acetylcholine at the neuromuscular junction and produces muscle relaxation

It is inactive orally, but is active parent rally

The drug is given intravenously for muscle relaxation during operative procedures

Dose -- 6 to 10 mg given with general anesthetic

Disadvantage - It is that it causes release of histamines from the tissues

Gallamine

It is a synthetics quaternary ammonium compound with curare like action

It also acts as a skeletal muscle relaxant by competitive blockade of acetylcholine

But is less potent than d – tubocurarine


It does not release histamine
It is not active orally
Hence given parent rally

It is also used to produce muscular relaxation during operative procedures

Dose - 100 mg by I.V injection

Depolarization blockers

Here the drugs act by depolarizing the receptor motor end plate of the muscle which
becomes resistance to further stimulation

The drug which stimulation

The drug which acts by this process and relaxing skeletal muscles is succinyl chloride

It has very short duration of action


107

Its action can be enhanced by anti-choline esterasis like neostigmine

It does not release histamine

It is used in anesthesiology to produce muscle relaxation by continuous I. V infusion

Other drugs which act this process is decamethonoum


108

Unit - 6

Anti-psychotic drugs
These are the drugs which used in treatment of major psychosis

They are also called a major tranquilizers, since they reduce agitation and disturbed
behavior seen in schizophrenia

1. Phenothiazines

Chlorpromazine
Triflupromazine
Fluphenazine
Thioridazine

2. Butyrophenones

Haloperidol
Trifluperidol

3. Rauwolfia alkaloids

Reserpine

4. Thioxanthines

Chlorprothixene
Thiothixene

5. Indolic derivatives

Molindine

6. Miscellaneous

Oxypertine
Tetrabenazine
Pimozide
109

CHLOPROMAZINE (CPZ)

These are the most widely used compounds in the treatment of major psychoses
Phenothiazines are three ringed structures

In which two benzene rings are linked by a sulphur and a nitrogen atom

Chlorpromazine is the important phenothiazine and was synthesized in 1950

According to the chemical structure , phenothiazines could be predominantly


antipsychotic c, ant cholinergic or antihistaminic

Mechanism of action
Phenothiazines and other antipsychotic drugs produce beneficial effects probably by
affecting three of the major integrating systems in the brain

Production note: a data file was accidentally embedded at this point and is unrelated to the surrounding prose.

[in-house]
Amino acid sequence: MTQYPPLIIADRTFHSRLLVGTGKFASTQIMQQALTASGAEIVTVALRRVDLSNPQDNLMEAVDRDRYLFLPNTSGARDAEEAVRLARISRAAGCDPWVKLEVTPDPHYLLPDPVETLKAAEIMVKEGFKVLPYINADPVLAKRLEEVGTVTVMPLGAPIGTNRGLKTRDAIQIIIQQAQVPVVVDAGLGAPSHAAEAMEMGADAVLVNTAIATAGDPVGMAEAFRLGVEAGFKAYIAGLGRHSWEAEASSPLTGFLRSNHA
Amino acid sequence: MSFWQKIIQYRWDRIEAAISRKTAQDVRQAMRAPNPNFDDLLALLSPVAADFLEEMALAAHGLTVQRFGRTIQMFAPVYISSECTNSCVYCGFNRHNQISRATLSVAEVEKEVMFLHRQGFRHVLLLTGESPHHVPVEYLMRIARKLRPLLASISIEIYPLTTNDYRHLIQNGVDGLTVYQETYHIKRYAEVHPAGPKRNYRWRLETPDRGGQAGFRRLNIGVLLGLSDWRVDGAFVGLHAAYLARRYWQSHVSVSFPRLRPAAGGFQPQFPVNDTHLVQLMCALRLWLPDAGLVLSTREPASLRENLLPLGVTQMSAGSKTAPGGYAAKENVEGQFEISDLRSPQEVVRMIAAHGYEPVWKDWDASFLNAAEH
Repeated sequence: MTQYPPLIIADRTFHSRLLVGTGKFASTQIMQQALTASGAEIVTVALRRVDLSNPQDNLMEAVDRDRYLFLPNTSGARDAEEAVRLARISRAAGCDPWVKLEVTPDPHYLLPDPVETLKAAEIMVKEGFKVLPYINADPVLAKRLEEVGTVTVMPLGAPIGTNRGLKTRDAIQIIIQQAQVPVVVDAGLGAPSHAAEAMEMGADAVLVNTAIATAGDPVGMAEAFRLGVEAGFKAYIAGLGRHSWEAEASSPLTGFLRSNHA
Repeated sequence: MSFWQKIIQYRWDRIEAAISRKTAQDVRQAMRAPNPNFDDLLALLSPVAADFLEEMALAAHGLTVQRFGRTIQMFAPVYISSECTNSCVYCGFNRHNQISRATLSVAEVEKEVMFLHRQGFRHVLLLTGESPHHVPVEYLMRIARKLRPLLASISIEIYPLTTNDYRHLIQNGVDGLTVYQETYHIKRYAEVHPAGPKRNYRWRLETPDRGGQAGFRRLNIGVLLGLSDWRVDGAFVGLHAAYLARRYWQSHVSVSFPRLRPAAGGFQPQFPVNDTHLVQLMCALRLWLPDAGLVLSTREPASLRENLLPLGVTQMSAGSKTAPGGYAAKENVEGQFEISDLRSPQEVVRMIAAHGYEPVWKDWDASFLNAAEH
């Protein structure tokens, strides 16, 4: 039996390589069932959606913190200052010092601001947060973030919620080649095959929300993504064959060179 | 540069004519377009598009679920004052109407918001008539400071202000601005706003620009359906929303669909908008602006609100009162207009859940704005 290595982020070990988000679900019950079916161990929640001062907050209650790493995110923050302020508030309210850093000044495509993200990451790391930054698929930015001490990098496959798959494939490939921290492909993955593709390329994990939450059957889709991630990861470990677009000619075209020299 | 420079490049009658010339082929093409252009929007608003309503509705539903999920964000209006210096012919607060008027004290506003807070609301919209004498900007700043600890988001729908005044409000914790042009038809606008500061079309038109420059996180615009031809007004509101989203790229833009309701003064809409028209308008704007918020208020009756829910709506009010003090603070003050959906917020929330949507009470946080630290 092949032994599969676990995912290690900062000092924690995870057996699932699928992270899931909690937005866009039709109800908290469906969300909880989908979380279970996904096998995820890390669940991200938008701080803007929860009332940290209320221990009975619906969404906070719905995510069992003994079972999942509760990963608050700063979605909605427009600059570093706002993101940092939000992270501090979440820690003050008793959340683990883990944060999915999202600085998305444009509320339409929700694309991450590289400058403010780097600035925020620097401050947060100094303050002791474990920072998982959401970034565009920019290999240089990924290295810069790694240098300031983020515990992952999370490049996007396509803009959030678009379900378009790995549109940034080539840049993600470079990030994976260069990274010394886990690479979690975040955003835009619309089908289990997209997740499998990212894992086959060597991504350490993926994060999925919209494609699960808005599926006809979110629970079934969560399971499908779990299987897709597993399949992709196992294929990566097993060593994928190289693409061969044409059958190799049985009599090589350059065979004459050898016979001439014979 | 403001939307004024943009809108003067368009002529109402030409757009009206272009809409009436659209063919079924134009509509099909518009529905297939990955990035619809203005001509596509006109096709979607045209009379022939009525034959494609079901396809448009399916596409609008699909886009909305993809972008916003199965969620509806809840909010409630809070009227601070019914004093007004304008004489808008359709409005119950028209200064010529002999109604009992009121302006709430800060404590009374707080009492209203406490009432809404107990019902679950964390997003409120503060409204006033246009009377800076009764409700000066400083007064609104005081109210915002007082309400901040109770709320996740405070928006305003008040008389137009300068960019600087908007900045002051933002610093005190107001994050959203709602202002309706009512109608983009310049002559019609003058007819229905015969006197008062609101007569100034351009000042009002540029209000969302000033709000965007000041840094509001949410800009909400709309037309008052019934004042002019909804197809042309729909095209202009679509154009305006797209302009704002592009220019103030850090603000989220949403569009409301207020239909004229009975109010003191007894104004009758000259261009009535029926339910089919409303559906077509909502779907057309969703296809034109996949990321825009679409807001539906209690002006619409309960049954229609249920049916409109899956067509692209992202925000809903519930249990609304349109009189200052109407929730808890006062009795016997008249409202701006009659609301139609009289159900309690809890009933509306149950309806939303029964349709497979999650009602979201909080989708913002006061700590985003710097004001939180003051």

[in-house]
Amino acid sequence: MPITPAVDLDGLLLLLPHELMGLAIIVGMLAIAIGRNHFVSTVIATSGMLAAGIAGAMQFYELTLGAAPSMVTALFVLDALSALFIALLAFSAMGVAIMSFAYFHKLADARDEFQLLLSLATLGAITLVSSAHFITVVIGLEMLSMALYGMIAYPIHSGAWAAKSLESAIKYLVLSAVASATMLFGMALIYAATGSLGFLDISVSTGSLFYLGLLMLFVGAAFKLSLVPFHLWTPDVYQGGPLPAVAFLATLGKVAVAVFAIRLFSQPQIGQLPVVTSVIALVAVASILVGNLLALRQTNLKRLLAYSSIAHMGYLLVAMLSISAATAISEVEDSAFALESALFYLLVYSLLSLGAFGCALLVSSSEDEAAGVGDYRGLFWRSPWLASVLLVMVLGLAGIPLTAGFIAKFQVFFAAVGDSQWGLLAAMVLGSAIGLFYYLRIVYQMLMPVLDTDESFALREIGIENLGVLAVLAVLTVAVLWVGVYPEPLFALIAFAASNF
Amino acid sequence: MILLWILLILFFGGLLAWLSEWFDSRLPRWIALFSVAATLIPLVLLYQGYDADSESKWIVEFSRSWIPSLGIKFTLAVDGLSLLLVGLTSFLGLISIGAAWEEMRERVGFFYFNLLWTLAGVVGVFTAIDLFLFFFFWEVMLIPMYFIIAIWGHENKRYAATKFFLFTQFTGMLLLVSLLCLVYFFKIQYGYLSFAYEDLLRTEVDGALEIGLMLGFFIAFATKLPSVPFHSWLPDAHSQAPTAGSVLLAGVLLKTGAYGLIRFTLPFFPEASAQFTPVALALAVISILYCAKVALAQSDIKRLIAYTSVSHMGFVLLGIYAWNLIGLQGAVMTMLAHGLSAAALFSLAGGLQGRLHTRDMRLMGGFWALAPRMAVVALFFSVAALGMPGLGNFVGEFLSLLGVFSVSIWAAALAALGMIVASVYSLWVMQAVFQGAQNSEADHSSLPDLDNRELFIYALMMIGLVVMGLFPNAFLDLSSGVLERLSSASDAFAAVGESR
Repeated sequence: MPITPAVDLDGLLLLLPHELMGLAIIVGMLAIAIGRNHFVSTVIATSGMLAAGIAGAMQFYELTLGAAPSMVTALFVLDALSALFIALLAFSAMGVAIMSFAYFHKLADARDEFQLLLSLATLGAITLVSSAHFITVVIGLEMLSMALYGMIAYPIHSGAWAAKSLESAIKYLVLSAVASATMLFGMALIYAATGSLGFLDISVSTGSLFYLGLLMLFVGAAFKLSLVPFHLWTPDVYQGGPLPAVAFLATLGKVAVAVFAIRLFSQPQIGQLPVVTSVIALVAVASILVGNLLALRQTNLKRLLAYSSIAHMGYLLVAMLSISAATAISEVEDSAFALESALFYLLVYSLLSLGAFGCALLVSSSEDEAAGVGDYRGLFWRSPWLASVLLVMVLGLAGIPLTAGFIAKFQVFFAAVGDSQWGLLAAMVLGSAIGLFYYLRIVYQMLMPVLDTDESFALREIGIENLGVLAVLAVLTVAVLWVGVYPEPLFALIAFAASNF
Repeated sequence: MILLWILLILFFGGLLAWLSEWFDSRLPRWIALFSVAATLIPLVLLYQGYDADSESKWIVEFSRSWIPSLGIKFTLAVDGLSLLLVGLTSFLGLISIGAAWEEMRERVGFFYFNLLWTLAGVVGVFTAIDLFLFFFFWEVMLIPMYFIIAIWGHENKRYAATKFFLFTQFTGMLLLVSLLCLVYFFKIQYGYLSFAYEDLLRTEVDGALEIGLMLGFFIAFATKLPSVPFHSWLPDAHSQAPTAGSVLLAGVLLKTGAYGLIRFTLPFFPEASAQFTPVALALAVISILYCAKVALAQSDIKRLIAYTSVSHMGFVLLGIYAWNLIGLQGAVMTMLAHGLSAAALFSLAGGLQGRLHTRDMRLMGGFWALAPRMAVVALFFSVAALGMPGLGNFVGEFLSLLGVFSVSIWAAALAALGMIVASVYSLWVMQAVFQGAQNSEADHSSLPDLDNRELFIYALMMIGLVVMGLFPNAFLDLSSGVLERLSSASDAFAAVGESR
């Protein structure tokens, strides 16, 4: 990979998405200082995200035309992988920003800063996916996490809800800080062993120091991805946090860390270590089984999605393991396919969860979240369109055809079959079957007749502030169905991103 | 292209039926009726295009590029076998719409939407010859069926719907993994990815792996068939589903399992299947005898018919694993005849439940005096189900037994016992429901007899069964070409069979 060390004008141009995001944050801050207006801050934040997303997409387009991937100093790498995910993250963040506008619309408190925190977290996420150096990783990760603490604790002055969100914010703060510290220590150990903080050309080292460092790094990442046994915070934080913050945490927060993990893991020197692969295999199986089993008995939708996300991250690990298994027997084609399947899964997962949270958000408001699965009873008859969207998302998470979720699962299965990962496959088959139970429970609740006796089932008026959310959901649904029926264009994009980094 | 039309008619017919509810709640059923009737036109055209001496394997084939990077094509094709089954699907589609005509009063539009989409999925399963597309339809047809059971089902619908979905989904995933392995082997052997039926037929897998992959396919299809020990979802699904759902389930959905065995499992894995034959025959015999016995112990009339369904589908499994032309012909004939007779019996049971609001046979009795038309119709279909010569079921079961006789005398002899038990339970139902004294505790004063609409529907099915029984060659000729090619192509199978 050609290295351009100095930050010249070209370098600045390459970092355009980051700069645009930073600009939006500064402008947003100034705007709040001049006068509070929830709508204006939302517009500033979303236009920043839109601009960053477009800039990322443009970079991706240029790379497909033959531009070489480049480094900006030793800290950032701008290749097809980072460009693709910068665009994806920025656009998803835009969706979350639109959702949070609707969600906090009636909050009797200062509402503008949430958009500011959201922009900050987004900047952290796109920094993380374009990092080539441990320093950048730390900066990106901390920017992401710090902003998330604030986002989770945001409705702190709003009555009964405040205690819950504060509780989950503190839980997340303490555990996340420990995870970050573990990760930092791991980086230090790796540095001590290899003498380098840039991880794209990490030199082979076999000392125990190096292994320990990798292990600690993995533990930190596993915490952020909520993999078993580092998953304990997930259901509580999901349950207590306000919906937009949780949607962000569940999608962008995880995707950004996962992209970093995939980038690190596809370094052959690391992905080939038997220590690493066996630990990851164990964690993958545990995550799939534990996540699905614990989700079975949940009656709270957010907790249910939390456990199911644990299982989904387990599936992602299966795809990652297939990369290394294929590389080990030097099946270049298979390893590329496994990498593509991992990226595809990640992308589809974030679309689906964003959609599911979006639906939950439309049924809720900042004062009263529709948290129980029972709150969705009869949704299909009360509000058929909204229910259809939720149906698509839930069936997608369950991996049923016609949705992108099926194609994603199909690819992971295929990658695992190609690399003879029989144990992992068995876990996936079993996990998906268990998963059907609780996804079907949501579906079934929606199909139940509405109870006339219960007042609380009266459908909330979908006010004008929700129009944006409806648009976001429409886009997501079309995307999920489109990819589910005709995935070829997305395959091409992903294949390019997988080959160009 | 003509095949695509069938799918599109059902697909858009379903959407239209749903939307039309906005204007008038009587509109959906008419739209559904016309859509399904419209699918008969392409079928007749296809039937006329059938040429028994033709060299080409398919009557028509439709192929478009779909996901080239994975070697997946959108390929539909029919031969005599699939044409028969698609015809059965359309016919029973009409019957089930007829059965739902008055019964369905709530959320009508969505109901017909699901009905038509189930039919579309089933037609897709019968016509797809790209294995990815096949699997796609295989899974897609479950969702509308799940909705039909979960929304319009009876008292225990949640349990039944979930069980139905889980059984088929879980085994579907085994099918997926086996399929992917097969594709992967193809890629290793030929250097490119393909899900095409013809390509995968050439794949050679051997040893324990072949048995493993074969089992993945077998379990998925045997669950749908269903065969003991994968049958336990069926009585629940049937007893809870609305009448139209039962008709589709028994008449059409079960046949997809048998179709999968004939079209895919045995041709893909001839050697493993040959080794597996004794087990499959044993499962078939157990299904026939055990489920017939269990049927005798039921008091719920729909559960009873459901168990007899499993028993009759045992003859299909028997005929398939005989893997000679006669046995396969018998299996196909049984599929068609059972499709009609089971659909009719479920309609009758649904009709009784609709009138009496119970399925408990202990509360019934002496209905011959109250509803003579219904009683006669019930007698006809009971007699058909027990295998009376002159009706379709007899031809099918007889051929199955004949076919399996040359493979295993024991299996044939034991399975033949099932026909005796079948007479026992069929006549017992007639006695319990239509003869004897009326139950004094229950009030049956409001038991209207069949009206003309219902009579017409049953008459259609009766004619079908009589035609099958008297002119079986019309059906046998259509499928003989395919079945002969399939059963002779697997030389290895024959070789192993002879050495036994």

Mesolimbic system

Mesocortical system

Hypothalamus

Cause blockage mainly of postsynaptic dopaminergic (D2) receptors and to smaller


extent 5-HT receptors

Modify the function of the mesolimbic system


Reduce the incoming sensory stimuli by acting on the brainstem reticular formation

Pharmacological actions
On CNS
When chlorpromazine is given to patients with psychosis , it produces

Psychomotor slowing

Emotional quietening

Decreased initiative

Decreased anxiety

Phenothiazines do not have as analgesic effect

But they potentate the analgesic effect of morphine

They dontot have anticonvulsant effect


110

Behavioral effects

In normal subjects CPZ reduces motor activity, produces drowsiness and indifference to
surroundings

In psychotic agitated patients, it reduce aggression , initiative and motor activity, relieves
anxiety and brings about emotional quietening and drowsiness

It normalizes the sleep disturbances characteristic of psychoses

Other CNS actions

Cortex

CPZ lowers seizure threshold and can precipitate convulsions in untreated epileptics

Hypothalamus

CPZ decreases gonadotrophin secretion and may result in amenorrhea in women


It increases the secretion of prolactin resulting ins galactorrhiea and gynaecomastia

Basal ganglia

CPZ acts as a dopamine antagonist and therefore results in extra-pyramidal motor


symptoms ( drug induced parkinsonism)

Brainstem

Vasomotor reflexes are depressed leading to a fall in BP

Anti-emetic action

CPZ has a powerful anti emetic effect

These block the dopamine (DA) receptors in the CTZ

This effect is produced by depress the chemoreceptor trigger zone

On ANS